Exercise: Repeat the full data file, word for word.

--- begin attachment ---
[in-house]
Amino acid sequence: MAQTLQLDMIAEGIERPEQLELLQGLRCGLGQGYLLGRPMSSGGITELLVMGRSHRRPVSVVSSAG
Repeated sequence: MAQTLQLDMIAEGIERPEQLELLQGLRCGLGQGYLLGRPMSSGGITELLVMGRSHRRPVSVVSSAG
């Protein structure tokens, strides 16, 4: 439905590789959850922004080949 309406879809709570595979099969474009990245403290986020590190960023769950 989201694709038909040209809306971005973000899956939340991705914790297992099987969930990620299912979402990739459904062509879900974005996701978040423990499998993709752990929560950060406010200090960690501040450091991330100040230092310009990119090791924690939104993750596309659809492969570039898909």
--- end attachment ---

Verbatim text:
[in-house]
Amino acid sequence: MAQTLQLDMIAEGIERPEQLELLQGLRCGLGQGYLLGRPMSSGGITELLVMGRSHRRPVSVVSSAG
Repeated sequence: MAQTLQLDMIAEGIERPEQLELLQGLRCGLGQGYLLGRPMSSGGITELLVMGRSHRRPVSVVSSAG
């Protein structure tokens, strides 16, 4: 439905590789959850922004080949 309406879809709570595979099969474009990245403290986020590190960023769950 989201694709038909040209809306971005973000899956939340991705914790297992099987969930990620299912979402990739459904062509879900974005996701978040423990499998993709752990929560950060406010200090960690501040450091991330100040230092310009990119090791924690939104993750596309659809492969570039898909």